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Russian Inflation Falls for First Time Since Last Summer

More reassuring news for the Russian economy

MORE: Business

This article originally appeared in The Moscow Times


Russia's year-on-year inflation fell slightly last week, reversing months of sharp rises driven by the ruble's steep devaluation and a ban on some Western food imports, news agency Interfax reported Wednesday.

<figcaption>Inflation has been driven by the ruble's devaluation of around 30 percent to the U.S. dollar since the start of last year | Photo: Denis Abramov, Vedomosti</figcaption>
Inflation has been driven by the ruble's devaluation of around 30 percent to the U.S. dollar since the start of last year | Photo: Denis Abramov, Vedomosti

Prices rose 0.1 percent between April 7 and April 13, state statistics agency Rosstat said Wednesday, bringing year-on-year inflation down 0.1 percentage point to 16.8 percent, according to Interfax.

While this dip is the first since July of last year, Interfax said, the current level of inflation is still the highest seen in Russia since 2002.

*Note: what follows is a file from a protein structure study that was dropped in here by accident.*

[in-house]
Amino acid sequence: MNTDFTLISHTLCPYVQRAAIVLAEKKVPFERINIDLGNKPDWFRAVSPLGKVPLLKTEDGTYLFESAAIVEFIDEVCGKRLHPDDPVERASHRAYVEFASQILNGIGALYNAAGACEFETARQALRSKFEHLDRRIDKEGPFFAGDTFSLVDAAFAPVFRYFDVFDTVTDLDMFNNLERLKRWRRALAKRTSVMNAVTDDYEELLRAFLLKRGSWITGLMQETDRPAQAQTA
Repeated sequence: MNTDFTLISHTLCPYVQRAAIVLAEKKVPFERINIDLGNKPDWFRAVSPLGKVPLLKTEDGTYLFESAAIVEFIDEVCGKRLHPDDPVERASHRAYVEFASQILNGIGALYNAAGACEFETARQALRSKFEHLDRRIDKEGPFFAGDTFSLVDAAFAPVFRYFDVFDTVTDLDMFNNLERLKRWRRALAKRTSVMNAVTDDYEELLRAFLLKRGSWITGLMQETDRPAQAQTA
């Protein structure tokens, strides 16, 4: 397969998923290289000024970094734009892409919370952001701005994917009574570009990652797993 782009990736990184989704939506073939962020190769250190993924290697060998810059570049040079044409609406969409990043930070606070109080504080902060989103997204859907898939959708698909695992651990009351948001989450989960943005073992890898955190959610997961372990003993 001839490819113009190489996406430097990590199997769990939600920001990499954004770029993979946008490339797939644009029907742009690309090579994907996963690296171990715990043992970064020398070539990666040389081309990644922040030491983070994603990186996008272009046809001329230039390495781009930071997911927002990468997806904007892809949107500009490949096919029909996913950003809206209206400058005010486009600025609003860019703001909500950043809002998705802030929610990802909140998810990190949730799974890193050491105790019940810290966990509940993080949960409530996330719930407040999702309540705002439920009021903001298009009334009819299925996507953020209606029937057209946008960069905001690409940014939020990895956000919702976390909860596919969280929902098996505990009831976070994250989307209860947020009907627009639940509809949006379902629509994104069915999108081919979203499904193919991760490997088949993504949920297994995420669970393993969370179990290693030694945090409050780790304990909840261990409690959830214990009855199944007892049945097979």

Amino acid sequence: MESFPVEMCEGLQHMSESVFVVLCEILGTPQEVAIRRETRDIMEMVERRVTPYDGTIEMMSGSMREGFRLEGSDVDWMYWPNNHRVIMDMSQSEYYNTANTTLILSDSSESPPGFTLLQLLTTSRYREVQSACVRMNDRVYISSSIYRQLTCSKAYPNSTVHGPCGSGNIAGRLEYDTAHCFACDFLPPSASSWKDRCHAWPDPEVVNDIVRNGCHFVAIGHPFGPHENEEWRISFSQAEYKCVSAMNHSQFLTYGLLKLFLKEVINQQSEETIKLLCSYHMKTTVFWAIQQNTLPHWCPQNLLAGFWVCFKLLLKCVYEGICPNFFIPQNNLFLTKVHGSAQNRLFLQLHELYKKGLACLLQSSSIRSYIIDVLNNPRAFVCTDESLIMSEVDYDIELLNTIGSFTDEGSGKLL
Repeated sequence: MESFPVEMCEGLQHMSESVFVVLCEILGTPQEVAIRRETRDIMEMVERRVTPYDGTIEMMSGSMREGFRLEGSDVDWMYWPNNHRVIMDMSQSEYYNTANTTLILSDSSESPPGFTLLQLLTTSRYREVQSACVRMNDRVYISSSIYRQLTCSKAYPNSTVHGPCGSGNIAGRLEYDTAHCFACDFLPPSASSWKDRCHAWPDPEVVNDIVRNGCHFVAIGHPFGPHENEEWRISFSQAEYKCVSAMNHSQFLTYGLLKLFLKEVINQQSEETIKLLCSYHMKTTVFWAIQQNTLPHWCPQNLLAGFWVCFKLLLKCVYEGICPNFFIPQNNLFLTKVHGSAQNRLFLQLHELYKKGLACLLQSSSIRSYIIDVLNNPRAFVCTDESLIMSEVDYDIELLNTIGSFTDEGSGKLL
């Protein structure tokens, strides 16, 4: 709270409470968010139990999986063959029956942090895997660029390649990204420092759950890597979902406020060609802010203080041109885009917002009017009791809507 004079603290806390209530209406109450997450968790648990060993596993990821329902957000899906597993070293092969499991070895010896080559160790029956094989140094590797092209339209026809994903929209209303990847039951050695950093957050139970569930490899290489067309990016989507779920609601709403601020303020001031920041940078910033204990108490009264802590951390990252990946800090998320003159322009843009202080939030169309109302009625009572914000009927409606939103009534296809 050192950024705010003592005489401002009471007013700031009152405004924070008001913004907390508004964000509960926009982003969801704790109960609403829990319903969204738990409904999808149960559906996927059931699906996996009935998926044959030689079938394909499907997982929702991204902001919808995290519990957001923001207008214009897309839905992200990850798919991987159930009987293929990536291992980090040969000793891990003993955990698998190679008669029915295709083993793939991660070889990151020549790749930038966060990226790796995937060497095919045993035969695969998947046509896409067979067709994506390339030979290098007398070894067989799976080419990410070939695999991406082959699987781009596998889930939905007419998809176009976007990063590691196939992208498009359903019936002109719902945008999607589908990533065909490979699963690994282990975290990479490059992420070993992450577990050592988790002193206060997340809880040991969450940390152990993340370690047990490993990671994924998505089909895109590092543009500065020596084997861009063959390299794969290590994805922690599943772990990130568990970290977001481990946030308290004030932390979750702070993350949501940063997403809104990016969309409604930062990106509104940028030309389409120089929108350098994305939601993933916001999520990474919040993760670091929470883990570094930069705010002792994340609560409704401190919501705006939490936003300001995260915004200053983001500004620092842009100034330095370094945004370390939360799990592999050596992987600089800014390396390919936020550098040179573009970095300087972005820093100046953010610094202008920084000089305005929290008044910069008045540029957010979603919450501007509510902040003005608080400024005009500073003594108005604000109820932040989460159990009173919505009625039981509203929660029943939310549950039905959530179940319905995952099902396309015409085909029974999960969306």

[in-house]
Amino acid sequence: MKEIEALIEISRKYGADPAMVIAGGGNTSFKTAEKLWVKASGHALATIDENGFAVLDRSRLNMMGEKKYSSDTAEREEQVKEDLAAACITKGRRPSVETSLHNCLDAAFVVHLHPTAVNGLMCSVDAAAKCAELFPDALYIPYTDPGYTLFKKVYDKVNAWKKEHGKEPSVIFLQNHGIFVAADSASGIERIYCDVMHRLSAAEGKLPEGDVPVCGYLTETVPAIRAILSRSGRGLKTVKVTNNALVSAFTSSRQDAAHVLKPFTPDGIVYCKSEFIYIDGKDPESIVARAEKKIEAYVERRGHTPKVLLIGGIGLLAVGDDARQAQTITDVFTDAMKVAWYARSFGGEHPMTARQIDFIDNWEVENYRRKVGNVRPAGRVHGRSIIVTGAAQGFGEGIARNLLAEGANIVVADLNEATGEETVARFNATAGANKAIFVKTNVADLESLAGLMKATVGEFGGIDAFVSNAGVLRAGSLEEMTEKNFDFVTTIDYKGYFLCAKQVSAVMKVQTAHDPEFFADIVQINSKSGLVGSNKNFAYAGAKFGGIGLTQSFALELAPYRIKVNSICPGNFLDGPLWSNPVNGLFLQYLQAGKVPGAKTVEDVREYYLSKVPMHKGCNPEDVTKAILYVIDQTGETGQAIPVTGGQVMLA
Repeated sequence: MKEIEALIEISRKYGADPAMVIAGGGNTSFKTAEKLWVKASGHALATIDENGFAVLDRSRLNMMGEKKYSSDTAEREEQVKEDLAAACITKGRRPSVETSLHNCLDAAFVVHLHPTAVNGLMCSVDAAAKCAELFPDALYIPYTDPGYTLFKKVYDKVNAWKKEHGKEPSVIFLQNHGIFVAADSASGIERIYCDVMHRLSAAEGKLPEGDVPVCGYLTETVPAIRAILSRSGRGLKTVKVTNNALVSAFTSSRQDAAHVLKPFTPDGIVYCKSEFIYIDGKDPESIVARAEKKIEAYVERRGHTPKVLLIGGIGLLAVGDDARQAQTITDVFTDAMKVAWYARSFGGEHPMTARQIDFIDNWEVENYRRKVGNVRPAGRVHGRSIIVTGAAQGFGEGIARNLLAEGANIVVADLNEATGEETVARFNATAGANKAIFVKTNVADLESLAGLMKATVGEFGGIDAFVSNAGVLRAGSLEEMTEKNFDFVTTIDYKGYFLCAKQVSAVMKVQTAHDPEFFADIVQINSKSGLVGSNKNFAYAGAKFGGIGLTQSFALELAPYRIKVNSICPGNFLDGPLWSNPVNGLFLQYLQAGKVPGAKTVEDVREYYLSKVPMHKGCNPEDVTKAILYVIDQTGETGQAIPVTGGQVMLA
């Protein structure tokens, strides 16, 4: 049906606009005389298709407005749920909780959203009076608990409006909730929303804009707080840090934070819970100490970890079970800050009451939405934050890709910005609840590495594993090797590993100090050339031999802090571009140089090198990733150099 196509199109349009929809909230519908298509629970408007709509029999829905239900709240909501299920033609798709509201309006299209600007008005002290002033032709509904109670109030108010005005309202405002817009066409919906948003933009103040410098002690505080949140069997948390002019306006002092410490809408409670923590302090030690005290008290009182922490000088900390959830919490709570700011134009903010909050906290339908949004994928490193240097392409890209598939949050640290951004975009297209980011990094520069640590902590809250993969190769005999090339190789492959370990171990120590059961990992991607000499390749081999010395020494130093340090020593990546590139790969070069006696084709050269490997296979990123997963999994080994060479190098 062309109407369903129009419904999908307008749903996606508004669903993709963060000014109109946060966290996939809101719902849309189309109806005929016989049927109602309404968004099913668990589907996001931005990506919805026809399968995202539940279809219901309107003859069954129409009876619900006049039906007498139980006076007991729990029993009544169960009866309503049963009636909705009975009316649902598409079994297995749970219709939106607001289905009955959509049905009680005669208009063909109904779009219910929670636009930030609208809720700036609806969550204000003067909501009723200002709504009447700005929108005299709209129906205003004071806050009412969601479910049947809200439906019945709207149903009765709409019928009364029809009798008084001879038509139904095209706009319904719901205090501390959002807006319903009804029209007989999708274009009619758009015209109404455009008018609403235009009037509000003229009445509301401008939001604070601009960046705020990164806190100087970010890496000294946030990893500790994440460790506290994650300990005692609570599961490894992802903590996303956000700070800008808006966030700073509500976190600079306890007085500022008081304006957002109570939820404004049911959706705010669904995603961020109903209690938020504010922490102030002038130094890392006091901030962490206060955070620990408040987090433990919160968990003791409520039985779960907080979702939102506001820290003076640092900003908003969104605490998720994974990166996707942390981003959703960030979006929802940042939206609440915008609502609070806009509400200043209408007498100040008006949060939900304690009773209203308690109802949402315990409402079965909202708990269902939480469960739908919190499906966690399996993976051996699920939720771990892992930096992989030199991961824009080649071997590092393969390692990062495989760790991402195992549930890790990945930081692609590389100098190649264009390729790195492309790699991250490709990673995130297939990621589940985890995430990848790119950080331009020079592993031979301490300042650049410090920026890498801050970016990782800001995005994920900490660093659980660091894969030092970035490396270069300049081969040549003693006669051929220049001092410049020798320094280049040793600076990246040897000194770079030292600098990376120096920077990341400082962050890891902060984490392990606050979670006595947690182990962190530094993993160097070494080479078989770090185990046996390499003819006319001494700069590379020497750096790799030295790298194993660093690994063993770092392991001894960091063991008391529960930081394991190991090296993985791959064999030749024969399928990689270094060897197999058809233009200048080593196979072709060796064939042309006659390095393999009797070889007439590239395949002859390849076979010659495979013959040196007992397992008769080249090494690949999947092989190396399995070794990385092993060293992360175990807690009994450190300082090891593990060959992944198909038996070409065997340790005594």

Prices for produce, which have seen inflation of up to 30 percent for some products since the start of last year, fell by 0.3 percent. The price of fresh cucumbers fell by 2.4 percent, apples by 0.7 percent and potatoes by 0.2 percent.

Russia's Economic Development Ministry estimates that inflation will hit 17 to 17.5 percent in the third or fourth quarter of 2015, with inflation averaging 12 to 12.4 percent for the year.

Inflation has been driven by the ruble's devaluation of around 30 percent to the U.S. dollar since the start of last year as oil prices weakened and Western sanctions over the Ukraine crisis throttled investment. Russia's ban last August on some food imports from countries with sanctions against Moscow has also boosted inflation.

Price rises are a particularly potent political issue in Russia, where many saw their life savings evaporate during the breakneck inflation of the late 1990s. A survey by the independent Levada Center in March found that 82 percent of respondents listed steep price rises as the most pressing issue facing Russia today.

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